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Unusual Lanzarote seafront ruin to be restored 

PAGE 13 Unusual Lanzarote  seafront ruin to be restored

Lanzarote is planning to turn the spotlight on its ecclesiastical heritage by restoring old churches and chapels.

The Cabildo has signed an agreement with the Diocese of the Canary Islands and one of the first projects will be the ruined modernist-style house of Caleta de Famara.

Its first owner, Luis Ramírez called the unusual property the “little hotel” and on his death in the middle of the last century, left it to the church. The peculiar building has a semi-elliptical facade and is decorated with an octopus, crabs, shells and starfish.

Nothing has been done to it and the architecture is now beginning to crumble.

The new agreement pledges “the protection, conservation and restoration of goods of cultural interest and/or catalogued of ecclesiastical ownership located in the island of Lanzarote”. It was signed by Cabildo president, Pedro San Ginés, and the vicar general of the Diocese of the Canary Islands, Hipólito Cabrera González, accompanied by the Minister of Historical Heritage, Carmen Rosa Márquez.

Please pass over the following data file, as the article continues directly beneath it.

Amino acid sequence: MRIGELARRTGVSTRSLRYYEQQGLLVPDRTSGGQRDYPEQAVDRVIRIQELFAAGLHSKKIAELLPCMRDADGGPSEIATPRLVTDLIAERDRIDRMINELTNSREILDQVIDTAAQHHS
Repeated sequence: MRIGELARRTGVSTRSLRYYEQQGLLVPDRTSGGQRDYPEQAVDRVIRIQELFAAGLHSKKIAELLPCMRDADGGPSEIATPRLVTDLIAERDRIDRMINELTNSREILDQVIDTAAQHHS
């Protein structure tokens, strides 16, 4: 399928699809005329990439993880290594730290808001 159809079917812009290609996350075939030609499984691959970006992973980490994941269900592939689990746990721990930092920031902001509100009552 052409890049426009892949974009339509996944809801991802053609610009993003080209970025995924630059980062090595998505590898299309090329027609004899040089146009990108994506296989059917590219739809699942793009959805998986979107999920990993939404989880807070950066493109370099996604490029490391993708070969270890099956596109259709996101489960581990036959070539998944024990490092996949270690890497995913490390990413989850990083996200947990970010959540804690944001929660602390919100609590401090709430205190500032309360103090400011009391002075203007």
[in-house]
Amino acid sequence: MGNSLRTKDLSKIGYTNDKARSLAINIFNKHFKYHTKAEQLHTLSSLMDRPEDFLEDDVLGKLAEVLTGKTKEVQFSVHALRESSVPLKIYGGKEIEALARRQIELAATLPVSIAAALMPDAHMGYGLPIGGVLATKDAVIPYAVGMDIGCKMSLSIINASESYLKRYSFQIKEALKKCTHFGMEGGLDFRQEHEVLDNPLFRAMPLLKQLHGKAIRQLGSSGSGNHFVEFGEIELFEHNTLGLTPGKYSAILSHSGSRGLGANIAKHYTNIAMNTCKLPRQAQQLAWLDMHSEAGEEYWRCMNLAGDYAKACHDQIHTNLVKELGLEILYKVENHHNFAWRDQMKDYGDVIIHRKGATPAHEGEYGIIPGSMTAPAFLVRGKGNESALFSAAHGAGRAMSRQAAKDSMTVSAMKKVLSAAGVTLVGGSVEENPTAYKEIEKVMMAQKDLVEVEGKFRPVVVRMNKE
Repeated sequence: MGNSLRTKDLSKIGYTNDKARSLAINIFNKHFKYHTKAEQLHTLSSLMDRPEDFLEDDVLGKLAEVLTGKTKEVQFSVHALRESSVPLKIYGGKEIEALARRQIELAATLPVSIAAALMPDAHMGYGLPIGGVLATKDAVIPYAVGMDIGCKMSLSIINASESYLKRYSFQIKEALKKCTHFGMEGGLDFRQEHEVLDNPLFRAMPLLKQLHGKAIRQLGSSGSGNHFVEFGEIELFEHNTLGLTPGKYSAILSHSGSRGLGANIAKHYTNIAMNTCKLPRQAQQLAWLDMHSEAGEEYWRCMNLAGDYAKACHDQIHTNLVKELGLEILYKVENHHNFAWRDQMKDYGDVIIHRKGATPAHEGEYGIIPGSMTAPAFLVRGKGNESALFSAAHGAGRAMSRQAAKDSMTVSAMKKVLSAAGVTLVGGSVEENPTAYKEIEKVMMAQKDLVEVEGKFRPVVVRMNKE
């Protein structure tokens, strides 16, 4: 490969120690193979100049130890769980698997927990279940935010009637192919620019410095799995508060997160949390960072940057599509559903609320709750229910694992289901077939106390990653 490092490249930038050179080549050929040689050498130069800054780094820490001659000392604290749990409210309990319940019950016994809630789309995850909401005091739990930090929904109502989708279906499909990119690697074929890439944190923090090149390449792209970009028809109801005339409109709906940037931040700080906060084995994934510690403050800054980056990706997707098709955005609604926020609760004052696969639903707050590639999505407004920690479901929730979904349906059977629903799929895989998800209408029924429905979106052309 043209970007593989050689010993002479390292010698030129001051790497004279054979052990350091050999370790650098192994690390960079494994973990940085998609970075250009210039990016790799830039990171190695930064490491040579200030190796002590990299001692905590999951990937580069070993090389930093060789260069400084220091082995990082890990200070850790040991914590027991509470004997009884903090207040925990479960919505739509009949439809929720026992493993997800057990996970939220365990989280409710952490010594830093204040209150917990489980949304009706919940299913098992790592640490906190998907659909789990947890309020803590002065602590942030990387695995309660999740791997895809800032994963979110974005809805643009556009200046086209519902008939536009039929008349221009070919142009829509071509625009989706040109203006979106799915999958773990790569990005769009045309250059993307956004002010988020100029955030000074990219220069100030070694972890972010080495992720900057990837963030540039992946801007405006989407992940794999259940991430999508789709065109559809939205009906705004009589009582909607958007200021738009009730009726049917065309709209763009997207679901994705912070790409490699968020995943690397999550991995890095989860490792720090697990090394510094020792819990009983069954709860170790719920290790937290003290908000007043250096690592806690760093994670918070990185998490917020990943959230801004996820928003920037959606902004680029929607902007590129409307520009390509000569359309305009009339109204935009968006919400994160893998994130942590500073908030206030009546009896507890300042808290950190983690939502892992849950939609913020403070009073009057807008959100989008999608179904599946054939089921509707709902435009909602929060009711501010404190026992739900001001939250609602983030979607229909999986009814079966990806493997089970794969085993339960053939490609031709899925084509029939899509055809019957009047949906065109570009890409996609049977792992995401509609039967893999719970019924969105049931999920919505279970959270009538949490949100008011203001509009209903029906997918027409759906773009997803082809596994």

The president said the agreement “goes beyond creeds or religious criteria, it is about protecting and preserving the rich architectural heritage and patrimonial and cultural assets treasured by the Diocese on the island of Lanzarote.”

The Casa de Luis Ramírez is in the coastal town of Famara, in the municipality of Teguise. It is intended that in future and once restored, it will be used as a social and cultural centre.

Other projects will be tackled over the next two years. A special commission will be set up to oversee all the work.